Once the war began, American leaders anxiously pondered every possibility, from the potential for Chinese intervention to the chance of reaching into North Korea and toppling Kim's government. As early as July 7, 1950, only two days after American troops first made contact with the onrushing North Korean army, MacArthur informed his military superiors that his forces, properly supported by reinforcements, might defeat the invaders. But he warned that intervention by either the Chinese or the Soviets would create a wholly different situation. A few days later, the U.N. commander declared that he could prevent Chinese intervention by mounting operations in North Korea. His troops would have to occupy all of the Korean Peninsula but would not have to move into Manchuria. On July 17, President Truman requested that the National Security Council consider policy choices once the North Koreans had been driven back north of the thirty-eighth parallel, the pre-war North-South border.
On September 11, four days before MacArthur's landing at Inchon, the president approved an NSC-recommended policy concerning operations in North Korea. Presidential approval would have to be obtained for troops to cross the thirty-eighth parallel, but no such move would be made in the event of a major Soviet or Chinese intervention. MacArthur's troops were forbidden to cross the border into Chinese or Soviet territory but might go up to the border. The ultimate policy objective was aimed at the unification of Korea through U.N.-supervised elections.
Strangely, there is no indication that MacArthur was ever informed of Truman's decision to unify Korea until September 27, twelve days after the landing at Inchon. As a result, U.S. forces were unprepared to proceed into North Korea. The First Marine Division and Seventh U.S. Army Division had not been charged with extending their lines from Seoul eastward so as to cut off North Korean forces fleeing South Korea. The senior field commander, Lt. Gen. Walton Walker, stated on September 29 that his Eighth Army was planning to regroup at the thirty-eighth parallel, presumably to await further orders. Meanwhile, Walker's best pursuit force, Colonel William C. Westmoreland's 187th Airborne Infantry Regiment, had been assigned the mundane task of mopping up stranded North Korean troops throughout the Kimpo Peninsula.
When Washington finally ordered MacArthur north, his headquarters stitched together a hasty, complex, and logistically questionable plan in twenty-four hours. The scheme had the Marines and the Seventh Division backing out of the Seoul-Inchon area and mounting an amphibious operation into the northeastern part of the peninsula. Eighth Army, at the same time, was to fight its way north from the Pusan Perimeter. Paratroopers were hurriedly collected and staged for an airdrop above the North Korean capital in western North Korea. All this took time--too much time. By not allowing MacArthur an opportunity to prepare for the conquest of North Korea, the Truman administration forced hasty planning in late September and early October in order to prepare for the coming winter and delayed the U.N. northward advance by about seven days.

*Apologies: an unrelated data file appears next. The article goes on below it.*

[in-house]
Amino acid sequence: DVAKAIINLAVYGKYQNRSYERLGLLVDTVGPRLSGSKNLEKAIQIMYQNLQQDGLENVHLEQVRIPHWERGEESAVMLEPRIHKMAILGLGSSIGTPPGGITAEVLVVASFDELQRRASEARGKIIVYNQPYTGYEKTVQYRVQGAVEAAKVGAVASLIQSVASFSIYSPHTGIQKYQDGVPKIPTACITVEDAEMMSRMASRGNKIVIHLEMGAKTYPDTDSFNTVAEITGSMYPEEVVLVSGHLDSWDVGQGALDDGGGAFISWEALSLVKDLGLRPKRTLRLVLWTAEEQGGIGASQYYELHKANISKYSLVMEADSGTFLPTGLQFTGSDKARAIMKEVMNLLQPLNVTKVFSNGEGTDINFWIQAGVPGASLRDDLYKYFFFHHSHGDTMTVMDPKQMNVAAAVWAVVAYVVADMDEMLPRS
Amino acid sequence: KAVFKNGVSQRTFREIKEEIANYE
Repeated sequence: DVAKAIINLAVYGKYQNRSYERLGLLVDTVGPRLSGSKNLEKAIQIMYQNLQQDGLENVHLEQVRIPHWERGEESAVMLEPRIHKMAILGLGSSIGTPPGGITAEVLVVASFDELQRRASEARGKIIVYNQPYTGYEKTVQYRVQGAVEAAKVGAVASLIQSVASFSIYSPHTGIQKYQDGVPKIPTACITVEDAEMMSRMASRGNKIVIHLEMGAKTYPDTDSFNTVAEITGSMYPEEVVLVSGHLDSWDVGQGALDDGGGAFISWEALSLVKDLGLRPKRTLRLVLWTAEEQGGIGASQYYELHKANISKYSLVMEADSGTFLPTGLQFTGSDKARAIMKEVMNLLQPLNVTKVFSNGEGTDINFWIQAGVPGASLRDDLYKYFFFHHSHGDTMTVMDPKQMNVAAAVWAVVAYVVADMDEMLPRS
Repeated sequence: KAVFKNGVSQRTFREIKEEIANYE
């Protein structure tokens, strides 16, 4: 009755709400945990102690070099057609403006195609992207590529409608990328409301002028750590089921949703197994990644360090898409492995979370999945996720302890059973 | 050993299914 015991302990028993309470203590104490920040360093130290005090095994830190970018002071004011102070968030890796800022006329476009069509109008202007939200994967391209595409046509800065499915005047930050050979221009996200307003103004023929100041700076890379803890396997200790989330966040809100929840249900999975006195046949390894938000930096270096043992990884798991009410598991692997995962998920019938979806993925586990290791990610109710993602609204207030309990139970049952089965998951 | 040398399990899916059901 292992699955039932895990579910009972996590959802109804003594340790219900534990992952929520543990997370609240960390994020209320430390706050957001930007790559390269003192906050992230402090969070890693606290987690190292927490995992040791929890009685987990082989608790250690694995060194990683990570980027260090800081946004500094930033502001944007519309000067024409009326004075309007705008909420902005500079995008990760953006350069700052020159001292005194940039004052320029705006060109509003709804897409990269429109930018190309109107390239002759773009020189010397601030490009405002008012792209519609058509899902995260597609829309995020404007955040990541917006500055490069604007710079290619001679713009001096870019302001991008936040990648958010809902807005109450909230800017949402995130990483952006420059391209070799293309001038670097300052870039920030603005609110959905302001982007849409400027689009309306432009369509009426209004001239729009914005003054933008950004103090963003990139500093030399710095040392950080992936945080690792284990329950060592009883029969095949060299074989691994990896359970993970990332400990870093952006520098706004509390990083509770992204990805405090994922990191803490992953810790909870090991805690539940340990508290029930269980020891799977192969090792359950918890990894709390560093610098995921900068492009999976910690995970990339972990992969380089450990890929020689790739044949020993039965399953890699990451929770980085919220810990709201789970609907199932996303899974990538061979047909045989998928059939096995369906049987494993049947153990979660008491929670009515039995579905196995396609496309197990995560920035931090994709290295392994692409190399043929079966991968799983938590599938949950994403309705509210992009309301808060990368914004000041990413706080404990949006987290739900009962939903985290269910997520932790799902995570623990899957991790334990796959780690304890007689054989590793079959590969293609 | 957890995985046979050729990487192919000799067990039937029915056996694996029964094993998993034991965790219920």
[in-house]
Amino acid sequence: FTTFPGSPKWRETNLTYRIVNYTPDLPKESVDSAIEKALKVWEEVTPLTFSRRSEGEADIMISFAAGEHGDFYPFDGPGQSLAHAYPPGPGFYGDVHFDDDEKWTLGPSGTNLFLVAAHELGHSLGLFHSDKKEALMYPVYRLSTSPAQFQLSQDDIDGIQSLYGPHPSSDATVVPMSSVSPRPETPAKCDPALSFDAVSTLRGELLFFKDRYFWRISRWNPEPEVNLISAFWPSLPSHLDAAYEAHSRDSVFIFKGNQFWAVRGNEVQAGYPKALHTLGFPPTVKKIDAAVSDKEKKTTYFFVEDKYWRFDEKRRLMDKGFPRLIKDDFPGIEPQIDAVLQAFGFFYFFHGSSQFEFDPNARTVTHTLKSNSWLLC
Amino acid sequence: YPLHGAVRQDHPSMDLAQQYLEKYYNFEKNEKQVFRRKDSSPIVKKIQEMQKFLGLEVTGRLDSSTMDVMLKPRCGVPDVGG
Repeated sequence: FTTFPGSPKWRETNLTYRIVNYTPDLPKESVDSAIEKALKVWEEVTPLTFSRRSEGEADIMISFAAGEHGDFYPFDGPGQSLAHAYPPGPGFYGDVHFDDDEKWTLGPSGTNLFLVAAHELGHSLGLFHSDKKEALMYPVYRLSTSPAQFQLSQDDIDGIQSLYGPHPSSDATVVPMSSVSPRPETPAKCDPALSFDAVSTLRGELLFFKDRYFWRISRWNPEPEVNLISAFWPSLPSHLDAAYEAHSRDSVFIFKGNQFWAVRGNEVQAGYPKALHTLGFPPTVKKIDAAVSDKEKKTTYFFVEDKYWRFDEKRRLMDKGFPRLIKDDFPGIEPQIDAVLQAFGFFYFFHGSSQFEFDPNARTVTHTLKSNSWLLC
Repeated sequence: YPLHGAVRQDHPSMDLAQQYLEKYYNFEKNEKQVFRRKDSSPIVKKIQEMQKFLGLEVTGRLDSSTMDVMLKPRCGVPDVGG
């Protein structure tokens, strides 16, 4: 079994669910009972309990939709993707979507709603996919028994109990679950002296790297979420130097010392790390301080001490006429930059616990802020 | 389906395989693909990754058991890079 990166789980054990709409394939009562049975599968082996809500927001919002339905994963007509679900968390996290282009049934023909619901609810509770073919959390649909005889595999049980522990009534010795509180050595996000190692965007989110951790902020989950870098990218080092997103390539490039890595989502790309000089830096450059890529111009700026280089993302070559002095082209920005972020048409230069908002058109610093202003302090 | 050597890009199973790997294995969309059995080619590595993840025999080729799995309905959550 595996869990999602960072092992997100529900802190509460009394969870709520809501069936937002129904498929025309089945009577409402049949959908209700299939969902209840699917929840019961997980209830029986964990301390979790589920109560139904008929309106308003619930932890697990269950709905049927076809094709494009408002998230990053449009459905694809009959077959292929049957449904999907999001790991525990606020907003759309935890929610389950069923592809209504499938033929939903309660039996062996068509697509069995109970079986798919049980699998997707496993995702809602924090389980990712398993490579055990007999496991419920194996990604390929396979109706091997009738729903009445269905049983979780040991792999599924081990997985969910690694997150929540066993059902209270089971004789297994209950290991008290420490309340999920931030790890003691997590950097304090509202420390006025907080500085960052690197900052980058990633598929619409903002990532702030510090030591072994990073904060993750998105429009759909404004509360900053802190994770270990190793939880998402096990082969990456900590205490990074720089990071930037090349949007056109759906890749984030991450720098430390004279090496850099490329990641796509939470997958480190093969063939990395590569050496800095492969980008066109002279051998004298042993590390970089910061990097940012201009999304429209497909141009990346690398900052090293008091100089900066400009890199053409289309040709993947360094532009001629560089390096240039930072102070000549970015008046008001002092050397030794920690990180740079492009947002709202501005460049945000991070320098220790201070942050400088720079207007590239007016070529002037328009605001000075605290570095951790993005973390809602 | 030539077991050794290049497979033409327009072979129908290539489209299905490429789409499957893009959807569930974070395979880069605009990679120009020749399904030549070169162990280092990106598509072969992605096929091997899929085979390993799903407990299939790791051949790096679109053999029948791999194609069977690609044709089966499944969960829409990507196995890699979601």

Despite a number of warnings, additional American lives were lost when the U.S. intelligence system failed again in October 1950. Crossing the thirty-eighth parallel and attacking north, U.S. forces and their civilian and military leaders in Korea, Tokyo, and Washington were acting on the basis of a flawed prediction by the CIA that the Chinese would not attack. This prediction stood unchanged from the time U.S. troops crossed the thirty-eighth parallel on October 9 until the first solid clash between U.N. and Chinese forces in North Korea on October 25. The CIA forecast was that Chinese intervention in the war "was not probable in 1950." Rarely have American servicemen and women been so tragically ill-served by their government. National-level intelligence was dangerously inadequate, and the coordination between policy makers, military strategists, and commanders was appallingly shoddy.